More than 30 Swedish towns and cities are holding Pride celebrations in 2015, as a growing number of smaller municipalities embrace the country's LGBTQ scene.
“Since Eskilstuna [in central Sweden] held its first Pride Festival 2009, there's been a snowball effect. Last year exploded,” Jon Voss, news editor for Swedish gay news site qx.se, told the TT newswire on Tuesday.
Ski resort Åre in northern Sweden and Gällivare in Lapland held their first Pride events this spring, with Ånge (also in the north) set to hold its debut event on July 18th.
According to Torbjörn Karlsson, one of the organizers of the festival in Ånge, the event “would not have worked” in previous years, adding that the town had previously been “a bit narrow-minded”.
“There are LGBTQ people who have moved away because they did not feel safe,” he said.
But later this summer Ånge will welcome 15,000 revellers enjoying a selection of DJs, bands and seminars.
“It is good demonstration of an open society and I hope that many people sign up,” the town's Social Democrat mayor Sten-Ove Danielsson added.
Ånge's festival is being co-organized by a range of groups including RFSL, the Swedish Federation for Lesbian, Gay, Bisexual and Transgender rights, local traders and the local municipality.
Voss told TT that while the growing number of gay friendly events was no doubt good news for the national and international LGBTQ communities, it nevertheless demonstrated that regions across Sweden were jumping on the Pride bandwagon as part of wider public relations efforts.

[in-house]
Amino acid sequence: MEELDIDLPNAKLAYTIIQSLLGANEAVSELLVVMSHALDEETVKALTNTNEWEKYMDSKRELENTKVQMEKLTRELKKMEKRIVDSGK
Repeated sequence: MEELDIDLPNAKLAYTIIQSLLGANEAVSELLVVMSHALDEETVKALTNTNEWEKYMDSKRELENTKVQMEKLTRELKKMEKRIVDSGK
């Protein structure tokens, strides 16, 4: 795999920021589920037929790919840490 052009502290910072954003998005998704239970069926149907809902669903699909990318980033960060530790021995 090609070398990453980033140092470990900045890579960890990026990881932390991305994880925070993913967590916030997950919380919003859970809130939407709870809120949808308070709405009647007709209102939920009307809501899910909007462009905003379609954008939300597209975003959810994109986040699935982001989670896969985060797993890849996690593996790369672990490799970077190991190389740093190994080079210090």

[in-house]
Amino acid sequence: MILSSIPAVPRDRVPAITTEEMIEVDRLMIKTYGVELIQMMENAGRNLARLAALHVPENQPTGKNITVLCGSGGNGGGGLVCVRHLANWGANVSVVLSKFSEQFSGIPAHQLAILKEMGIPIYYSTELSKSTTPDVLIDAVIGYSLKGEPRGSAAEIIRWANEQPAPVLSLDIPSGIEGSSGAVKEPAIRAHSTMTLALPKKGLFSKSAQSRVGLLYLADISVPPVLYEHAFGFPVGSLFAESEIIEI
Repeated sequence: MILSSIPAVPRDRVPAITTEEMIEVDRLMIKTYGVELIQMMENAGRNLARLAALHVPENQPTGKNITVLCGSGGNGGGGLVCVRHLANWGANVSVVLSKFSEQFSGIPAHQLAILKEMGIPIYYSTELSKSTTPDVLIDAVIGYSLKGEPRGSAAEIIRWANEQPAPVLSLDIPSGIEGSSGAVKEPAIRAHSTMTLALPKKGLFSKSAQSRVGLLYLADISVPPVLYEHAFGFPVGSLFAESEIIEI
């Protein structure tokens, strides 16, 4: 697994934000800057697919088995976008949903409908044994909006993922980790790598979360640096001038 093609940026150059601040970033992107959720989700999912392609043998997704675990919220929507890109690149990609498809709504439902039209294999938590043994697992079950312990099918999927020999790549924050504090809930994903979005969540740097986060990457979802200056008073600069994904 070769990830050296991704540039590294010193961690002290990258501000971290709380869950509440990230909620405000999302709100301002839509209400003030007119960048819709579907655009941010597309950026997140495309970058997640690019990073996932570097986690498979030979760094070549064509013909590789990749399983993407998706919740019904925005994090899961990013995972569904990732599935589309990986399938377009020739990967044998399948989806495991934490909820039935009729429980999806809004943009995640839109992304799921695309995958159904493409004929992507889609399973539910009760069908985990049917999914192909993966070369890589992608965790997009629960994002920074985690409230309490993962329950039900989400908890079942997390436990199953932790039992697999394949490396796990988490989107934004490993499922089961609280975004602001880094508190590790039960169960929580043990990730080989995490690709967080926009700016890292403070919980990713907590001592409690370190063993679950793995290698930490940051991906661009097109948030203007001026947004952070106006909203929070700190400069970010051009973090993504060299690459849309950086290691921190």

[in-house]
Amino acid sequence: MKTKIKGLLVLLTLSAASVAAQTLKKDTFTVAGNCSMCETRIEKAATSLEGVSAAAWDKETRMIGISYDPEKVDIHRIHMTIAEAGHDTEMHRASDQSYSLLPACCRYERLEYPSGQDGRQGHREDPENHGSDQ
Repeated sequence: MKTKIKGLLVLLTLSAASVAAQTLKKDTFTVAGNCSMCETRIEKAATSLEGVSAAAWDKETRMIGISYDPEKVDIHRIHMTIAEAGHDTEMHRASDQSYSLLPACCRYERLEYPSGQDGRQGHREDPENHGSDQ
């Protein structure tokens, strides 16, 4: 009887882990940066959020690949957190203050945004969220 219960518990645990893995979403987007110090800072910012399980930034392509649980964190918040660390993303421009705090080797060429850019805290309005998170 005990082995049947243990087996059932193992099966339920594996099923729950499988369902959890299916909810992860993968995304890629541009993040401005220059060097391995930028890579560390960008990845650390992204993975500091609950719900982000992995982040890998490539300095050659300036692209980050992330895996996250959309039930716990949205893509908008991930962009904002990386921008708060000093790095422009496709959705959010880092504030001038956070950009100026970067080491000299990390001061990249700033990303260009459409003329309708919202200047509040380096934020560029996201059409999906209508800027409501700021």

“Some [places] want to use their events to maybe spice up a town or city that has been heading downhill and might be perceived as a bit 'grey',” he said.
Meanwhile, Ulrika Westerlund, Chair of RFSL, said she welcomed the increased number of the Pride celebrations and said she hoped they could draw attention to LGBTQ issues.
“But it is important to make sure that the local LGBTQ community is involved,” she added.
Earlier this month Sweden was rated the top spot in Scandinavia for lesbian, gay, bisexual, transgender and intersex people by campaign group ILGA-Europe.
Speaking to The Local, ILGA-Europe spokesman Juris Lavrikovs praised the country because “there is no limitation in Sweden on marriage, LGBT issues were included in a national action plan and there is no necessary surgical intervention for transgender people.”
But he added: “In Sweden there are still issues, for example if a person wants to register as a new gender, you still need to be diagnosed and there is still requirement for medical intervention. They abolished the surgical requirement, but you still need medical, hormonal or other treatment.”
In 2013, the Spartacus International Gay Guide ranked Sweden the most gay-friendly nation in the world.